Lawmakers this session passed two bills that address offshore wind projects amid regional discussion of siting future projects in the nearby Gulf of Maine. Previous legislative attempts to require state utilities to purchase offshore wind failed and weren’t taken up again this session.
Those bills were “baby steps forward,” said Jim Monahan, a lobbyist who represents power generators and renewable developers. “But they’re steps that need to be taken.”
Senate Bill 268 lays the groundwork to give New Hampshire a say on projects developed as far as 200 miles offshore, well beyond the state’s jurisdiction of waters within three miles of its coastline. It was signed by the governor in late May, and will take effect on July 26.
Senate Bill 440 instructs the Department of Energy to keep the governor, Legislature, and energy regulators up to date on offshore wind development in the Gulf of Maine. And the department’s office of offshore wind must also make recommendations on developing offshore wind in the Gulf of Maine and criteria for state public utilities that want to purchase this energy. The report is due end of June 2024. SB 440 took effect on June 7, the day the governor signed it.
Other alternative fuels
Other alternative fuels also got the green light this past session: keeping Burgess Biopower, which burns low-grade wood, open for another year and paving the way for future renewable natural gas projects.
Both come with environmental and cost concerns.
Burning low-grade wood to generate electricity is highly inefficient, and the plant can stay open only with the support of ratepayer subsidies. That comes at a cost of a few dollars a month for Eversource customers. Senate Bill 271 gives the plant another 12-month extension, suspending a cap on subsidies for another year. Proponents say it’s a way to diversify the state’s fuel sources with a local and renewable fuel and an economic pillar of the North Country.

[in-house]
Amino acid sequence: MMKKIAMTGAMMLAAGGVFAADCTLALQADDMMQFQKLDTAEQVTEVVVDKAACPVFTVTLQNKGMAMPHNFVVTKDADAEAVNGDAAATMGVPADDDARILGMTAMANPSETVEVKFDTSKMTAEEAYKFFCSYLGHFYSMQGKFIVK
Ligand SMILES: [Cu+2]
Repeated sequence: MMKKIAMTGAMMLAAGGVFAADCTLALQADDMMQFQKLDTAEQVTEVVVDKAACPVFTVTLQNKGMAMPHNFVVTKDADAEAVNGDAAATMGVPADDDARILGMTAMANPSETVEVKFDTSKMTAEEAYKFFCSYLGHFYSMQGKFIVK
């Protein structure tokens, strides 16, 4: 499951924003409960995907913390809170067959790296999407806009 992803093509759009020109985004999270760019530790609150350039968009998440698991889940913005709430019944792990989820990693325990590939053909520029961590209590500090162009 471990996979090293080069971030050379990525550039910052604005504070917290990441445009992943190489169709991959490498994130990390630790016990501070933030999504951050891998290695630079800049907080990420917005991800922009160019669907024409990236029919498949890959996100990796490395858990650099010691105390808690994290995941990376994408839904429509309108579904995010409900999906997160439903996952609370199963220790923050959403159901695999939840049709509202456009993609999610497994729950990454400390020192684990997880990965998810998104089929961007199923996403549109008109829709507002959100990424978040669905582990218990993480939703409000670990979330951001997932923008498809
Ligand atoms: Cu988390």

Renewable natural gas is an emerging technology, and Senate Bill 424 lays out a process for utilities to purchase it. The bill, which has not yet been signed into law, would allow utilities to charge ratepayers for the cost. Some renewable natural gas proposals cost around three times the price of natural gas. While renewable natural gas promises to capture and burn methane – which is a harmful greenhouse gas – it’s raised concerns about leakages.
Transportation is the sector responsible for putting the most greenhouse gas emissions into New Hampshire’s environment. Two bills aimed at expanding electric vehicles in the state failed: One would have created an electric bus pilot program, and the other would have instructed state agencies to switch their fleets over to electric vehicles. A third that would have created a fund for receiving federal money earmarked for electric vehicle infrastructure also failed.
“So for how incremental those bills were, that was surprising they met such struggles,” Buchanan said. She said this is an area Clean Energy New Hampshire is likely to focus on moving forward.
“There’s a lot of interest in the utility and clean energy community for reducing our emissions in the transportation sector because they are so significant,” she said.